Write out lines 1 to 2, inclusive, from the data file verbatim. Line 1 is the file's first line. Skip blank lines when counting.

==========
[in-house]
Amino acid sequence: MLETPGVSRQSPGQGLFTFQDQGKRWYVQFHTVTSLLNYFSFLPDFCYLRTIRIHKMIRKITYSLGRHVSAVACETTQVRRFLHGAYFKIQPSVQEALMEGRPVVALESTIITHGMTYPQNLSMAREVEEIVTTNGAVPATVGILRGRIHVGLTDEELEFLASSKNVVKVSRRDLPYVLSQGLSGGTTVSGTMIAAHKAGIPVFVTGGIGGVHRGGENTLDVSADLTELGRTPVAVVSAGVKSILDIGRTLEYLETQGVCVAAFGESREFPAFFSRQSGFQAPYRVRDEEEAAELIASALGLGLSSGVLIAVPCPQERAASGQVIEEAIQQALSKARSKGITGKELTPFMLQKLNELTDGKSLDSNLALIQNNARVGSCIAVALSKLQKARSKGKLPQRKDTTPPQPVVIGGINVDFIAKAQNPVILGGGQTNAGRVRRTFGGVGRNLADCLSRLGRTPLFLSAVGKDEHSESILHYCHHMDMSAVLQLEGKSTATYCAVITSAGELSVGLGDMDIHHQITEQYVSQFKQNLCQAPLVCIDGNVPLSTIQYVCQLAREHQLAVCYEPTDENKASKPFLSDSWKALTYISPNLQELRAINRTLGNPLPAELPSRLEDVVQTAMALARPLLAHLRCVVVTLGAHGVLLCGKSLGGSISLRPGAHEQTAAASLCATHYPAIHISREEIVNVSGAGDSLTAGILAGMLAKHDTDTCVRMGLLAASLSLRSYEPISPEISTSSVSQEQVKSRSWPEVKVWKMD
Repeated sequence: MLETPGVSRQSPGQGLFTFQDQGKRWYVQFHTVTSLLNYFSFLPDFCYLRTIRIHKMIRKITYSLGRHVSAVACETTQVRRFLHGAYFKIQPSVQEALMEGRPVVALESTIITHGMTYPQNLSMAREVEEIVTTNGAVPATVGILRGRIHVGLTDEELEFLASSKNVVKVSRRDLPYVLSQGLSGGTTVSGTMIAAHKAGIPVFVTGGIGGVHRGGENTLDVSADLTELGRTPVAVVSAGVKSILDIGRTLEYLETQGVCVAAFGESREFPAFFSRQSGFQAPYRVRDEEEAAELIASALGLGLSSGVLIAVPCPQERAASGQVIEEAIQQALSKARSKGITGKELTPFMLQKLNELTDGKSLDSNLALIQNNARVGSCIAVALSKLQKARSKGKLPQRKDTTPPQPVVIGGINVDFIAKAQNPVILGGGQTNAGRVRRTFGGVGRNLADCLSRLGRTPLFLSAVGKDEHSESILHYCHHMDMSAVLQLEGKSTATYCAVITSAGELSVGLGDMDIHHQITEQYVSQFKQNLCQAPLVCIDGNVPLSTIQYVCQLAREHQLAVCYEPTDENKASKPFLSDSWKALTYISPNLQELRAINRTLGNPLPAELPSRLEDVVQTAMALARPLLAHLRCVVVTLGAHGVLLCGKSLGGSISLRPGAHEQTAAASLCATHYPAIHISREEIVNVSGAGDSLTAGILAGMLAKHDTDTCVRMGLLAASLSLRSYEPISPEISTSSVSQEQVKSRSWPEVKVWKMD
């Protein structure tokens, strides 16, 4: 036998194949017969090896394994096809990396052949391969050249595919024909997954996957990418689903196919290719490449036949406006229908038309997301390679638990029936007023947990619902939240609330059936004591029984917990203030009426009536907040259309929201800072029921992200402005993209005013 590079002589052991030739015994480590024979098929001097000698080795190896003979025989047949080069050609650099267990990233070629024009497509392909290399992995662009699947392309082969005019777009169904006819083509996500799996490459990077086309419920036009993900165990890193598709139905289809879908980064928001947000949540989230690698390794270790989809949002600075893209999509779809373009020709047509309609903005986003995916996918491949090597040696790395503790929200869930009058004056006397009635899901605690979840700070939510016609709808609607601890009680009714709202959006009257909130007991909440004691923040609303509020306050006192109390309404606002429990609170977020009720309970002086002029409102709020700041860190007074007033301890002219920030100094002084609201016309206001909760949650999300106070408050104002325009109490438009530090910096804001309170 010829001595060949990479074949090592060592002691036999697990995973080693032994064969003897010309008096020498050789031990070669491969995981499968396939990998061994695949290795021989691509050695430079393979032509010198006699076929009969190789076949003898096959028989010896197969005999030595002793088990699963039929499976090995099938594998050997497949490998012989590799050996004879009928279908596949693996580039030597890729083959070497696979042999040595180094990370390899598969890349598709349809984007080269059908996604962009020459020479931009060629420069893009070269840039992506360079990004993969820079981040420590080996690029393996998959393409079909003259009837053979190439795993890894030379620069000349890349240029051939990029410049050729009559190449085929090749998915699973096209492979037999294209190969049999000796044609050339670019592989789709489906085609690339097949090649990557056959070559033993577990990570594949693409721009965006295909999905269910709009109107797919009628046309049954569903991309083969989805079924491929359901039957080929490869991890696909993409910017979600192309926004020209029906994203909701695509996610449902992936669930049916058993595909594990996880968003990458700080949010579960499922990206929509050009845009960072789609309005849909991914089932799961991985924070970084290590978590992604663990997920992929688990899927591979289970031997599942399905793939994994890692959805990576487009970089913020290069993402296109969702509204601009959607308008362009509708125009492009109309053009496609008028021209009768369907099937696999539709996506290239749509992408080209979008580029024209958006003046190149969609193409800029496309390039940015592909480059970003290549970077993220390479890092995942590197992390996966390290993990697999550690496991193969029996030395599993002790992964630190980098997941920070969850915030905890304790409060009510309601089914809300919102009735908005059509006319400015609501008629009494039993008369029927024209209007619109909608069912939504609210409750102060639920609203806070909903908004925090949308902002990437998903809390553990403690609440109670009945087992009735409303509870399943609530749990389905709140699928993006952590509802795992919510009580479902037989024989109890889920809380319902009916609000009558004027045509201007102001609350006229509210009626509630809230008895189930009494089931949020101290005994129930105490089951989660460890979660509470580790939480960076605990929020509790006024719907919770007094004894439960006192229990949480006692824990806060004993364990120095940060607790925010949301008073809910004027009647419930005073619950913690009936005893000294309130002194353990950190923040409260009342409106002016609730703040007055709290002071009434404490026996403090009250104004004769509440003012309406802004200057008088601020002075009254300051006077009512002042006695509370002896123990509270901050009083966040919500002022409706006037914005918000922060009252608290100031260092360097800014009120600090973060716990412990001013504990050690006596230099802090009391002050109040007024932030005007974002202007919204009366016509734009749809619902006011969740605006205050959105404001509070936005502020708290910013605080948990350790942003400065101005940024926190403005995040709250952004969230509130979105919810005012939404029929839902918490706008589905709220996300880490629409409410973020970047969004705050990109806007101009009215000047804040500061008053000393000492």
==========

[in-house]
Amino acid sequence: MLETPGVSRQSPGQGLFTFQDQGKRWYVQFHTVTSLLNYFSFLPDFCYLRTIRIHKMIRKITYSLGRHVSAVACETTQVRRFLHGAYFKIQPSVQEALMEGRPVVALESTIITHGMTYPQNLSMAREVEEIVTTNGAVPATVGILRGRIHVGLTDEELEFLASSKNVVKVSRRDLPYVLSQGLSGGTTVSGTMIAAHKAGIPVFVTGGIGGVHRGGENTLDVSADLTELGRTPVAVVSAGVKSILDIGRTLEYLETQGVCVAAFGESREFPAFFSRQSGFQAPYRVRDEEEAAELIASALGLGLSSGVLIAVPCPQERAASGQVIEEAIQQALSKARSKGITGKELTPFMLQKLNELTDGKSLDSNLALIQNNARVGSCIAVALSKLQKARSKGKLPQRKDTTPPQPVVIGGINVDFIAKAQNPVILGGGQTNAGRVRRTFGGVGRNLADCLSRLGRTPLFLSAVGKDEHSESILHYCHHMDMSAVLQLEGKSTATYCAVITSAGELSVGLGDMDIHHQITEQYVSQFKQNLCQAPLVCIDGNVPLSTIQYVCQLAREHQLAVCYEPTDENKASKPFLSDSWKALTYISPNLQELRAINRTLGNPLPAELPSRLEDVVQTAMALARPLLAHLRCVVVTLGAHGVLLCGKSLGGSISLRPGAHEQTAAASLCATHYPAIHISREEIVNVSGAGDSLTAGILAGMLAKHDTDTCVRMGLLAASLSLRSYEPISPEISTSSVSQEQVKSRSWPEVKVWKMD